Let me tell you about the thought processes that went into creating this piece of concept art. Much of what we’ll discuss is applicable to any example of conceptual art, while some of it will be specific to this design. Taken as a whole it’ll offer insight into how the process might be approached.
So let’s set aside the image at hand here for a brief moment, and talk about what happens before we fire up Photoshop and grab the Wacom pen.
A concept artist will usually receive a brief specific to the job at hand. The accuracy of this can vary widely but it’s really up to you to try to get the most out of whoever is directing you. If the brief is detailed, fabulous – you can launch into it with gusto. But if it’s vague then it’s down to you to at least try to clarify it with the art director.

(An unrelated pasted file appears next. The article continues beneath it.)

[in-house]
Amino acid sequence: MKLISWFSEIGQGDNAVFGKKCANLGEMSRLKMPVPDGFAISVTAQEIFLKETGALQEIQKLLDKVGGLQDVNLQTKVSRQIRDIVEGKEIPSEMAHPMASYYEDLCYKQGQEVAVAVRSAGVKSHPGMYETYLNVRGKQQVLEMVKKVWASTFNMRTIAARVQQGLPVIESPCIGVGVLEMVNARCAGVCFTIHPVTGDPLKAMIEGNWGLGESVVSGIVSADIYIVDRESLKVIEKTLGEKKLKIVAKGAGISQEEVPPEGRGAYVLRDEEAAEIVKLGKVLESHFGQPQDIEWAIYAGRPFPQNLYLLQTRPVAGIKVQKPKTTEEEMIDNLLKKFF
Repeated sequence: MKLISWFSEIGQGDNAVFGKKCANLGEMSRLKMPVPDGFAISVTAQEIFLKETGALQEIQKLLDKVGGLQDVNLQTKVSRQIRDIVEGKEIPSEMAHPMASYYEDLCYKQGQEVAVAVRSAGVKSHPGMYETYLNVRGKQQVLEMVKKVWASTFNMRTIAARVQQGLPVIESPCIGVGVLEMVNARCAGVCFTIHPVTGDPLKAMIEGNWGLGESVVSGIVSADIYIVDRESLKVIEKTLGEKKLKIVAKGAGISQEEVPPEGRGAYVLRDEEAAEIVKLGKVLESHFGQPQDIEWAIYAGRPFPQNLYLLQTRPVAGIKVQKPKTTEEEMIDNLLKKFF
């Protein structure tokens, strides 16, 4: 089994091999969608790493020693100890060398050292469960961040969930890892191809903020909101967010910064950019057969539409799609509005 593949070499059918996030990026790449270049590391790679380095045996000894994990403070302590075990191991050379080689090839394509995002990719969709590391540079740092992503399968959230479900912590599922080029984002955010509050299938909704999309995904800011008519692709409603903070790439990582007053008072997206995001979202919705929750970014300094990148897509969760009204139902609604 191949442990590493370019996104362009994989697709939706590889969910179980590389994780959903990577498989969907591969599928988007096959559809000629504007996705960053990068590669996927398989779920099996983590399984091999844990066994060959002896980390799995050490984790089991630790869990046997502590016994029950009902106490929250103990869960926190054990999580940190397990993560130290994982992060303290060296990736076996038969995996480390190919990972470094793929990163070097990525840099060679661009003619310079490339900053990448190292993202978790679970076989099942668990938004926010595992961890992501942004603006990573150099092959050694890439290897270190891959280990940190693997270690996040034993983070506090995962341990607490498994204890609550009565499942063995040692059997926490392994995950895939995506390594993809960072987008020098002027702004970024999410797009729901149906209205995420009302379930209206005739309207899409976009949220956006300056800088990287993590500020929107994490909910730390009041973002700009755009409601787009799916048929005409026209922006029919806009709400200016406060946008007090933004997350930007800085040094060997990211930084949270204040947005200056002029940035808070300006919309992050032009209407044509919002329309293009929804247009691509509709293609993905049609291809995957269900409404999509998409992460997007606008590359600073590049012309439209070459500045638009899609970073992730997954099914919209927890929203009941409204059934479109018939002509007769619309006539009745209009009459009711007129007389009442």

The only brief here was to create a workshop piece, so I could do pretty much whatever I pleased. I wanted to produce something that would encompass character and environment visualisation, coupled with elements of action and narrative.
I chose some mainstream sci-fi subject matter: a giant robot in a ruined cityscape with our hero winning through against terrible odds. Archetypal stuff, but fun to paint and the kind of action shot that publishers always love.
I always start with a pencil sketch. There’s no substitute for good old pencil and paper for quickly realising ideas and getting things going.
From issue 19.